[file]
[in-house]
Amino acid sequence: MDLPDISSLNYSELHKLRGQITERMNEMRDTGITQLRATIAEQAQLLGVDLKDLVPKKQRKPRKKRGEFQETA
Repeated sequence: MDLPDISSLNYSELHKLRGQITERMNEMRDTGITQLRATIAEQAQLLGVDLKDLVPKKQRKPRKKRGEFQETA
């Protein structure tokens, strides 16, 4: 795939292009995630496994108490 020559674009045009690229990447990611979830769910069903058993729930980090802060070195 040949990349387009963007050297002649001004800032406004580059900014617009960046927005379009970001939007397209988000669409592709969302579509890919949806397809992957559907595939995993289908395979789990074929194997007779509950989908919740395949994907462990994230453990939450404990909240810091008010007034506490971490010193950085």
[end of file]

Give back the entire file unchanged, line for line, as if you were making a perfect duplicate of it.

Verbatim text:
[in-house]
Amino acid sequence: MDLPDISSLNYSELHKLRGQITERMNEMRDTGITQLRATIAEQAQLLGVDLKDLVPKKQRKPRKKRGEFQETA
Repeated sequence: MDLPDISSLNYSELHKLRGQITERMNEMRDTGITQLRATIAEQAQLLGVDLKDLVPKKQRKPRKKRGEFQETA
């Protein structure tokens, strides 16, 4: 795939292009995630496994108490 020559674009045009690229990447990611979830769910069903058993729930980090802060070195 040949990349387009963007050297002649001004800032406004580059900014617009960046927005379009970001939007397209988000669409592709969302579509890919949806397809992957559907595939995993289908395979789990074929194997007779509950989908919740395949994907462990994230453990939450404990909240810091008010007034506490971490010193950085």